Untying U.S. Tongues
A presidential push for more study of key foreign languages
When the Soviet Union launched Sputnik into orbit in 1957, a shocked U.S. government quickly poured money into science and math education in hopes of winning the space race. A lesser known but perhaps equally important investment was funding for the study of foreign languages, specifically Russian. Nearly 50 years later, however, the country still has few citizens capable of speaking languages deemed vital to national security. So last week the Bush administration proposed what amounts to a new national crash course in key foreign languages.
The disinclination of Americans to learn foreign languages is a running joke in Europe. But it's a serious matter for federal officials, who cited both security needs and the quest for global competitiveness in announcing the $114 million National Security Language Initiative. The plan calls for students to begin studying "critical need"foreign languages, including Arabic, Farsi, and Chinese, as early as kindergarten. It also includes funding for advanced language speakers, study-abroad programs, and teacher development. Learning a language "is a kind gesture," said President Bush in announcing the program. "It really is a fundamental way to reach out to somebody and say, 'I care about you.'"
Educators say the new focus on languages is long overdue. In 2000, when the last major survey was conducted, just 44 percent of American high schoolers took foreign language classes. Of those, almost 70 percent were studying Spanish. Only 5,000 students were learning Chinese, and a mere 426 were enrolled in Arabic classes. Many schools, already struggling to teach their students basic reading and writing, lack the resources to teach foreign languages. Moreover, students are rarely introduced to language classes until high school, when it is far more difficult to learn pronunciation and vocabulary. "It is an embarrassment that we are the only country in the developed world whose high school graduates are fluent in one language," says Marty Abbott, director of education at the American Council on the Teaching of Foreign Languages.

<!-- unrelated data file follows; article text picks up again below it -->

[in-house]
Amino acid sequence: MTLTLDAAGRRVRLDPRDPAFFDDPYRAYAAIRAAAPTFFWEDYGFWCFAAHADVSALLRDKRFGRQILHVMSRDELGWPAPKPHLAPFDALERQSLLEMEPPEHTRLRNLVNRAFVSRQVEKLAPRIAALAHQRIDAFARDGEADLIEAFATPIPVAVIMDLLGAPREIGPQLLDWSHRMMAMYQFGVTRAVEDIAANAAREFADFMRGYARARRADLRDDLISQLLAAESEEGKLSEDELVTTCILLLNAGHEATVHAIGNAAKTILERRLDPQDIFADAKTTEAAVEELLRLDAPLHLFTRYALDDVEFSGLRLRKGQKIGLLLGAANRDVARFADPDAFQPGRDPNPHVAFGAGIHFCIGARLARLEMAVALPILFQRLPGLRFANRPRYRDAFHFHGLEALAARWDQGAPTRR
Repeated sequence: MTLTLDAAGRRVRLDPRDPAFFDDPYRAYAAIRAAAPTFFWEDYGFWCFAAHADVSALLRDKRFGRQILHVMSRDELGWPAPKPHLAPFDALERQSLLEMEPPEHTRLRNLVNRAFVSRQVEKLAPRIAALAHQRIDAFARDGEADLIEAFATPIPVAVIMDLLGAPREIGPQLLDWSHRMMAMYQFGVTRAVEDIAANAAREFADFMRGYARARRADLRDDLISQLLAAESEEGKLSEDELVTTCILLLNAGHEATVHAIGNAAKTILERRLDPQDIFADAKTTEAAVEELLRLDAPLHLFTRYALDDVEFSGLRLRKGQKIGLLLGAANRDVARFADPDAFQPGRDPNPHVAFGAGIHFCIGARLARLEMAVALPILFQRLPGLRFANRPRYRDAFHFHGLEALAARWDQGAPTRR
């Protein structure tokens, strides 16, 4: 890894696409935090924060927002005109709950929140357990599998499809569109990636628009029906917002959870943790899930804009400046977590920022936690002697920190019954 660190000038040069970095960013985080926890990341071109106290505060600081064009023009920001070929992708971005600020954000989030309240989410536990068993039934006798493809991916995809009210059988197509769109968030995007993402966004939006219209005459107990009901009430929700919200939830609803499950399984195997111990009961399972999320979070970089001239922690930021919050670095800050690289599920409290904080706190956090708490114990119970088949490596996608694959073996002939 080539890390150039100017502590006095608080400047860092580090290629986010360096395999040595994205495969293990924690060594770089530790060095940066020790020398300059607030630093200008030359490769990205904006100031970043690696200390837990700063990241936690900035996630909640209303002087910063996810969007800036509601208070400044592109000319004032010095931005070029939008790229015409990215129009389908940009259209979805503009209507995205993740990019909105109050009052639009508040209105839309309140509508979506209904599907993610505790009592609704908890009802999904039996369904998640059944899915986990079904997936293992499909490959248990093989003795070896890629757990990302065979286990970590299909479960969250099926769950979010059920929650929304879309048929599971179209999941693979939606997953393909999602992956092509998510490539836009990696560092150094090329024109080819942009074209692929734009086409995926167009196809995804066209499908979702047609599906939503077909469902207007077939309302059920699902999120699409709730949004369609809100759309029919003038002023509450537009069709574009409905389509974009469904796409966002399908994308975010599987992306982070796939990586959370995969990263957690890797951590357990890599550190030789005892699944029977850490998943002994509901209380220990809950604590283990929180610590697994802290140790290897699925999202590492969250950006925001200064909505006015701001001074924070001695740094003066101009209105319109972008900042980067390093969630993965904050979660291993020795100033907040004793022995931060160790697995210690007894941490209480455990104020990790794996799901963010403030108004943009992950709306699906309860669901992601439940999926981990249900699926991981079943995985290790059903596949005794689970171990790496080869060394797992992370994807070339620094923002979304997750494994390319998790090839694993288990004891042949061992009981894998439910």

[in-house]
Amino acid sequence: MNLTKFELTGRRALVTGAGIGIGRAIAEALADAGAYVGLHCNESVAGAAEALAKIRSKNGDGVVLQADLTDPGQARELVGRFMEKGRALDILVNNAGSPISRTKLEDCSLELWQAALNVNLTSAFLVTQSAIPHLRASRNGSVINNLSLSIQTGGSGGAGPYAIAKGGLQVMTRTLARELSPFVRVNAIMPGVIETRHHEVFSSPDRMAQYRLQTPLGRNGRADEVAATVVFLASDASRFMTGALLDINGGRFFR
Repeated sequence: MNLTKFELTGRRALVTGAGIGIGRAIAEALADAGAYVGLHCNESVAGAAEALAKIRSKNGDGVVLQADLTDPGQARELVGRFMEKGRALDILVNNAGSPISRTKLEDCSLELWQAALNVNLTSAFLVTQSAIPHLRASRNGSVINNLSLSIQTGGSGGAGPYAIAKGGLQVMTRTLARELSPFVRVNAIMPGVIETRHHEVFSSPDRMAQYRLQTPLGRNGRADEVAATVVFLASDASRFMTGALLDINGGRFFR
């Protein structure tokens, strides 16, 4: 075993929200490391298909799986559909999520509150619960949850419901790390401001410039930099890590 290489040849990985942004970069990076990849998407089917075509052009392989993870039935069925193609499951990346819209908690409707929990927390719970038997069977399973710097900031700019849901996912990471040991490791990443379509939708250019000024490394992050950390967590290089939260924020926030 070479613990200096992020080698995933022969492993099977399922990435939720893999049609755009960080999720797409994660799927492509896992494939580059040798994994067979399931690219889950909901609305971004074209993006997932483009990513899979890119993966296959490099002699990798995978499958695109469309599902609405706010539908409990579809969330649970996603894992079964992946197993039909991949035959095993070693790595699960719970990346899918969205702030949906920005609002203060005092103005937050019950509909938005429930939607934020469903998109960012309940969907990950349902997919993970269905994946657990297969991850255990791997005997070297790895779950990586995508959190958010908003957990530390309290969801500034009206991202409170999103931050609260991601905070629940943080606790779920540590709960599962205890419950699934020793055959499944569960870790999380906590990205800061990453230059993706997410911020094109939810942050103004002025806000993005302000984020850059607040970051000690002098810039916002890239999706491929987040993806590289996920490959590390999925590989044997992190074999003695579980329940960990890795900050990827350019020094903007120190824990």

Concerns. The new program would involve the Departments of State, Education, and Defense, plus the director of national intelligence. Critics fear that the Pentagon's involvement could mitigate any positive international goodwill generated by the new effort. "When the Department of Defense gets involved, there are concerns about a school deviating from its academic mission," says Jerry Ladman, associate provost for international affairs at Ohio State University. But, he says, even modest government seed money can play a key role in establishing programs.
The new proposal has yet to be debated in Congress, but there are already signs that old attitudes may be changing. This fall, thanks to popular demand, the College Board will offer the first Advanced Placement course in Chinese.
This story appears in the January 16, 2006 print edition of U.S. News & World Report.